The last 2 investments I didn’t actually spend that much on, but the previous three I feel were mostly my investments. I did have a rule that I pay for the 1st degree (and if I pay for a degree I don’t pay for a wedding). As with all rules they have not been adhered to verbatim.
My parents invested in my education, and for that I am eternally grateful. I have had folks comment that if a child pays for their own education, they are more invested in the process. In my case, letting my parents down was actually a strong motivating factor, so I think that is a wash in terms of arguments.
I like the fact that it wasn’t a foreign investment either. I don’t think I could have afforded sending my kids outside of the country, it was expensive enough out of the city. If you are planning on helping your kids, an RESP is where you should start with your plan, and then look into CO-OP programs, OSAP and the Scholarships out there (and there are many).
My guess is if I hadn’t put the money away that I used to help my kids’ educations I would have blown it on something stupid, so I am glad I can point to something tangible for where the money went. It has also been pointed out that I didn’t do any of the work (aside from repairing a few computers). Why is this a good investment? I have always relied on the good works of others.
RESPs and high fee mutual funds seem to go hand-in-hand in Canada. Most RESPs, are set up with an “adviser” of sorts (usually at a bank), who makes helpful suggestions as to where your money should go. The question to ask, who profits from this advice? Sometimes both adviser and investor, but always the adviser.
Mutual Fund companies want you to buy high MER funds for 18 years, so they can profit from you. This does not mean RESPs and high fee mutual funds are inevitable.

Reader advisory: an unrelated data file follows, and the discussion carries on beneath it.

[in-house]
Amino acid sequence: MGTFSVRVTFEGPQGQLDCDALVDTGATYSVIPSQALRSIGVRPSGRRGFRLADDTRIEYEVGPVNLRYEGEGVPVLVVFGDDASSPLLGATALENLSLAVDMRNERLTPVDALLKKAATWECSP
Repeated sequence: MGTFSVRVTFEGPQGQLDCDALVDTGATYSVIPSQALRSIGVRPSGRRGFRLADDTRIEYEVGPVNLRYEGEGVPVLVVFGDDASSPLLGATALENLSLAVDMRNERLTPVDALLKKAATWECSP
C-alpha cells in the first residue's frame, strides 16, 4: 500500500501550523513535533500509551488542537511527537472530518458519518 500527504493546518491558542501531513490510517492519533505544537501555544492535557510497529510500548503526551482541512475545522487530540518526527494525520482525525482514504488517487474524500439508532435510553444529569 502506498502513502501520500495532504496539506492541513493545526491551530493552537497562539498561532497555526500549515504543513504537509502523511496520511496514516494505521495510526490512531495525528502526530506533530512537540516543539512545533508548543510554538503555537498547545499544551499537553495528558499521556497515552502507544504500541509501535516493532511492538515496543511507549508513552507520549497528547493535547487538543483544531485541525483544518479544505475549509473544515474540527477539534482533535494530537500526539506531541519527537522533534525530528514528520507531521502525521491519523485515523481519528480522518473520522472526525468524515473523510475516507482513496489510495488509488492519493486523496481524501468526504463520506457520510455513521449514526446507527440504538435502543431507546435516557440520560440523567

Whether your investment goals succeed is not their goal. Their goal is to extricate as much money from you in fees and increase their profits. Mutual Funds are businesses, sometimes with shareholders, and employees who want bonuses, remember that and you will be fine. Who and how are profits made, is always the question to be answered.
I have friends ask me about RESPs, as they are aware that my kids have graduated from University, so they ask if I used the program. My answer is yes, but I start with warning them that when I set up these accounts they were Canada Trust Mutual Fund accounts. The CT Mutual Funds turned into TD Mutual Funds, but it was not until later that I learned about the TD E-series funds I should have used (and the bear trap in using them).
The typical answers or comments that I get (that really cause my gears to grind) are:
While I was at the bank, I saw an adviser who set up some RESPs.
My insurance broker said they had a really good product for RESPs so I had her set it up for
Someone told me about these great Group RESPs, sounds like a great idea I usually go for a beer after hearing this stuff, and sometimes I just weep.
Let’s unwrap these malodorous gifts, first, your Manulife One guy is going to put you into Manulife Mutual Funds because that is where he (or she) makes their money. These funds have MERs that are far too high for a shorter term savings program like the RESP.
The same is true for your local bank. I once mentioned the TD E-series funds to my Bank’s “TD Mutual Fund Expert”, she looked them up and said that she couldn’t actually sell me those funds. I asked why, the answer, “they don’t let me”. So TD doesn’t allow their “Mutual Fund Expert” sell some of their Mutual Funds? In fact you can buy only their I-series in your account, you cannot access their E-series, D-Series, O-series or any other unless you have a TD Trading Account).